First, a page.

Becoming a Counselor in Connecticut

Connecticut's counselors have master's level education. As a prospective counselor, you will not need to decide on a track until it's almost time for graduate school application. Your performance as an undergraduate, though, can make you a competitive candidate.

CACREP Accredited Online Master's in Counseling Programs:


If you are a High School Student or Grad

Step 1:

You do not have to enroll in any particular program at the undergraduate level. If you want to be a school counselor and you select a major other than education or psychology (or something closely related), it's likely you will have a few prerequisites. Learn more about undergraduate preparation.

Graduate schools differ in their entrance requirements, but it's common to set a minimum GPA somewhere in the 2.5 to 3.0 range. This means that you will need to work hard during your undergraduate education to exceed the minimum graduate degree program requirements.

An undergraduate degree in Psychology is a common route for students interested in later pursuing graduate studies in counseling.

Step 2:

Your work experiences can strengthen your application, so you may want to take a volunteer or paid position in counseling at this stage. There are many technician level positions open to those without master's degrees.

An individual who opts to work with individuals with substance abuse problems may be able to count their pre-master's employment toward the experience requirement for a substance abuse counseling license. They will not, however, be able to count it toward the work experience requirement for the more comprehensive (and often more desirable) Licensed Professional Counselor credential.

If you currently have a Bachelor's Degree

Step 1:

Research programs and take steps to make yourself competitive. If you are pursuing certification as a school counselor and you're not already a certified teacher, you will need to take the Praxis I Pre-Professional Skills Test (unless you have been granted a waiver based on other academic testing).

Step 2:

In order to be a school counselor (K-12), you will need to enroll in a master's program of at least 30 semester hours. Additionally, you will need at least 36 clock hours of special education training, which must include gifted learners as well as those who need special education services. If you aren't a teacher with at least 30 school months of experience, you will need a ten month internship as part of your program.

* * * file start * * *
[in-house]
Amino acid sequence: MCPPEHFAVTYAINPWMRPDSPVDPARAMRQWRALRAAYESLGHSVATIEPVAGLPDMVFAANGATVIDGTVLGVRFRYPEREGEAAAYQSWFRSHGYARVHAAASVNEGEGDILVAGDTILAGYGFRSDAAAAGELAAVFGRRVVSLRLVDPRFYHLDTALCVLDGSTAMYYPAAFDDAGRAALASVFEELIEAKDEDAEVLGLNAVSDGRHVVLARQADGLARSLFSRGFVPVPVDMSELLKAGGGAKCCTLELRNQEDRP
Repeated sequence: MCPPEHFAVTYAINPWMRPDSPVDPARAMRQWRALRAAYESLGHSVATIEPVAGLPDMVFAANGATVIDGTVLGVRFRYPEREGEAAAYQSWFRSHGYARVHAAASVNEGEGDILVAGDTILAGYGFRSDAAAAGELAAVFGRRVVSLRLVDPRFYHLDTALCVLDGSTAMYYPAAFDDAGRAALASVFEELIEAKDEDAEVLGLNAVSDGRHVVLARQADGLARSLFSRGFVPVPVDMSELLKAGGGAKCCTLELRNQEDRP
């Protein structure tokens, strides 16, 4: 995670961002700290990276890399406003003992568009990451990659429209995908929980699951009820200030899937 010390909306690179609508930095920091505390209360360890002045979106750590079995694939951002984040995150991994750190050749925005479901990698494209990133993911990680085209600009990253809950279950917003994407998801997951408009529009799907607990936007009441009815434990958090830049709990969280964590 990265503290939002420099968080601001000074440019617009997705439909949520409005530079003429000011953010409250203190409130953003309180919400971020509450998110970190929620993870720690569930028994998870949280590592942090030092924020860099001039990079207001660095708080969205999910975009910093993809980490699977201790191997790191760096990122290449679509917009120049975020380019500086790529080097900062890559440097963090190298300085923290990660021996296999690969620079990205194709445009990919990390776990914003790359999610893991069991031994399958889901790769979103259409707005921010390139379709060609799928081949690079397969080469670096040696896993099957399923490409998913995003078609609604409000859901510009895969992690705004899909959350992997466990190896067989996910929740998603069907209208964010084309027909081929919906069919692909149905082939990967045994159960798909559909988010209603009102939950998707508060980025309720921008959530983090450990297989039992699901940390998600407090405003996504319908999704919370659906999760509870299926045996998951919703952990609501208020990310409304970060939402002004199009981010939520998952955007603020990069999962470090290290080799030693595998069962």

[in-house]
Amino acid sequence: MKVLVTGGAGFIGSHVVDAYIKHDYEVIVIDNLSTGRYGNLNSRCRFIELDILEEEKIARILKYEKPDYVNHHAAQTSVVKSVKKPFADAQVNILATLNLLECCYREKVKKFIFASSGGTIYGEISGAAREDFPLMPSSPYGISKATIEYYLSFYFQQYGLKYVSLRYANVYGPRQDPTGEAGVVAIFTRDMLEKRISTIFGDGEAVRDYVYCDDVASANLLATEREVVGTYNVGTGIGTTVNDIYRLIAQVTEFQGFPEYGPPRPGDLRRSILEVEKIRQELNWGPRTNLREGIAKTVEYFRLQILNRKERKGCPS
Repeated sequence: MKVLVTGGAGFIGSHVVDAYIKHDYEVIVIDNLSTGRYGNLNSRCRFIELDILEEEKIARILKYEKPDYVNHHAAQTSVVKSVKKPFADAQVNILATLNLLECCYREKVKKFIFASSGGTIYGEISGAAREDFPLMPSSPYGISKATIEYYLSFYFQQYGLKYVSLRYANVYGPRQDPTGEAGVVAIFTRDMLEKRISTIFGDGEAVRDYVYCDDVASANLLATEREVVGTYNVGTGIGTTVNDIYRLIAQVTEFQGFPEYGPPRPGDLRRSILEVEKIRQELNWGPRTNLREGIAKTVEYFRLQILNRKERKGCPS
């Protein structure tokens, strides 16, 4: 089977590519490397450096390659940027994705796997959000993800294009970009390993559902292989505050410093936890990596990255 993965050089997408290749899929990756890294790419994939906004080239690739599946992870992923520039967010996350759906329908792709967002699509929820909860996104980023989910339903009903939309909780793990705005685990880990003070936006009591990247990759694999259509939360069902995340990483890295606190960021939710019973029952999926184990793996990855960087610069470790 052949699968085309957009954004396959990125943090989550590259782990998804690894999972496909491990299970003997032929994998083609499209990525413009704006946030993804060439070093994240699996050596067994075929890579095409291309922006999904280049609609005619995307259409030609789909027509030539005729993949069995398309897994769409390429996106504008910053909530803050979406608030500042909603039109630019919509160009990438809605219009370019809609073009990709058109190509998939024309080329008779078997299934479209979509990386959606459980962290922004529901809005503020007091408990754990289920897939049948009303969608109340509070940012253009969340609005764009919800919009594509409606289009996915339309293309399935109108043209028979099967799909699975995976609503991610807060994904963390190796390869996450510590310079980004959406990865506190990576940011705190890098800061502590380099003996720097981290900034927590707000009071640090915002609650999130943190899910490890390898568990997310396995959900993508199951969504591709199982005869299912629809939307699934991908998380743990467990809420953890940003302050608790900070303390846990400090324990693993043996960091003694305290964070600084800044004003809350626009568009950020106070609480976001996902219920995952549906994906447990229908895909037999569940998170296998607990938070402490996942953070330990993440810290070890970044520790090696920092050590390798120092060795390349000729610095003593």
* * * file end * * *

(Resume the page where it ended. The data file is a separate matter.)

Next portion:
In order to be credentialing as a Licensed Professional Counselor, you will need a master's program in counseling or a related field. You will need 60 total hours of graduate coursework from regionally accredited institutions.

Licensing as a substance abuse counselor also requires a master's degree, but there are not as many specific coursework requirements. Your master's must include at least 18 semester hours of counseling-related coursework. If you are not already certified at a lower level, you will also need to document 300 hours of practical training and 360 hours of approved education (at least 240 of them related to alcohol and drug counseling).

Step 3:

Credentialing as a Licensed Professional Counselor requires 3,000 hours of supervised practice. There are specific supervision guidelines that must be followed.

Licensing as a substance abuse counselor will not necessarily require further supervised practice. You are expected to have a total of three years of employment and unpaid internship (with your master’s counting as one year).

Step 4:

If you are pursuing licensing as an LPC, you will need to take a licensing exam. You may opt for the National Counselor Exam. If your specialty is mental health counseling, you could opt instead for the National Clinical Mental Health Counseling Exam. Both tests are administered by the National Board for Certified Counselors. Learn more about the LPC requirements in CT here.

If you are pursuing substance abuse counseling licensing, you will take the International Certification Examination for Alcohol and other Drug Abuse Counselors (if you have not taken it already).

Connecticut Counselor Credentialing Agencies

Connecticut Department of Public Health Counseling Requirements

Connecticut Department of Public Health Alcohol and Drug Counselor Requirements

Connecticut State Department of Education Special Services Endorsements

A Sample of Schools Offering Bachelor's and Master's Programs

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